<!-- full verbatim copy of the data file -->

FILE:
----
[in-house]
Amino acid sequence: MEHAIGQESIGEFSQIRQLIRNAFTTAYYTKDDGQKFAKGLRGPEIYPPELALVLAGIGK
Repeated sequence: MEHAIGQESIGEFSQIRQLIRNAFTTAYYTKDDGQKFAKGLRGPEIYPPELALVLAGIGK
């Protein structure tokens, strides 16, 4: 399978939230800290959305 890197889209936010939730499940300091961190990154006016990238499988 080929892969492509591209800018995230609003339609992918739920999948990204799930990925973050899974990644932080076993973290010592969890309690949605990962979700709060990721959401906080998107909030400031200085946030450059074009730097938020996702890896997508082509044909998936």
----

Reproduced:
[in-house]
Amino acid sequence: MEHAIGQESIGEFSQIRQLIRNAFTTAYYTKDDGQKFAKGLRGPEIYPPELALVLAGIGK
Repeated sequence: MEHAIGQESIGEFSQIRQLIRNAFTTAYYTKDDGQKFAKGLRGPEIYPPELALVLAGIGK
């Protein structure tokens, strides 16, 4: 399978939230800290959305 890197889209936010939730499940300091961190990154006016990238499988 080929892969492509591209800018995230609003339609992918739920999948990204799930990925973050899974990644932080076993973290010592969890309690949605990962979700709060990721959401906080998107909030400031200085946030450059074009730097938020996702890896997508082509044909998936």